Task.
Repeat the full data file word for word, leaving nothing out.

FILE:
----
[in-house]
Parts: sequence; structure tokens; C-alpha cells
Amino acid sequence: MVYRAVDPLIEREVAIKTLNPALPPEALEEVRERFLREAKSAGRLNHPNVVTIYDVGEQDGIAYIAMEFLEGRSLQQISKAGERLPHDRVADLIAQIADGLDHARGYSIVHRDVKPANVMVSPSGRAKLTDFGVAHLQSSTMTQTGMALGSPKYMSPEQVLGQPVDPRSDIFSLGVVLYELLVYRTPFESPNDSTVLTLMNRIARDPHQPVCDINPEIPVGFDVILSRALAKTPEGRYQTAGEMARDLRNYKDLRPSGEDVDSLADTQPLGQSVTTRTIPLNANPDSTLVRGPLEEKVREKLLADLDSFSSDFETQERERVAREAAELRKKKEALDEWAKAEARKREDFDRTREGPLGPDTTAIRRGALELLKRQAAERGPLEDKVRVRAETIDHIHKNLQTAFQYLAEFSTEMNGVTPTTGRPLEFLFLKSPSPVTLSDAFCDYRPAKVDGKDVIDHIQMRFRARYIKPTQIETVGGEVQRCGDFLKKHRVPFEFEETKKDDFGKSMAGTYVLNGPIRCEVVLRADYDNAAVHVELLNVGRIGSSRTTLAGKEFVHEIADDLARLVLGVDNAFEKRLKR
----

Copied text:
[in-house]
Parts: sequence; structure tokens; C-alpha cells
Amino acid sequence: MVYRAVDPLIEREVAIKTLNPALPPEALEEVRERFLREAKSAGRLNHPNVVTIYDVGEQDGIAYIAMEFLEGRSLQQISKAGERLPHDRVADLIAQIADGLDHARGYSIVHRDVKPANVMVSPSGRAKLTDFGVAHLQSSTMTQTGMALGSPKYMSPEQVLGQPVDPRSDIFSLGVVLYELLVYRTPFESPNDSTVLTLMNRIARDPHQPVCDINPEIPVGFDVILSRALAKTPEGRYQTAGEMARDLRNYKDLRPSGEDVDSLADTQPLGQSVTTRTIPLNANPDSTLVRGPLEEKVREKLLADLDSFSSDFETQERERVAREAAELRKKKEALDEWAKAEARKREDFDRTREGPLGPDTTAIRRGALELLKRQAAERGPLEDKVRVRAETIDHIHKNLQTAFQYLAEFSTEMNGVTPTTGRPLEFLFLKSPSPVTLSDAFCDYRPAKVDGKDVIDHIQMRFRARYIKPTQIETVGGEVQRCGDFLKKHRVPFEFEETKKDDFGKSMAGTYVLNGPIRCEVVLRADYDNAAVHVELLNVGRIGSSRTTLAGKEFVHEIADDLARLVLGVDNAFEKRLKR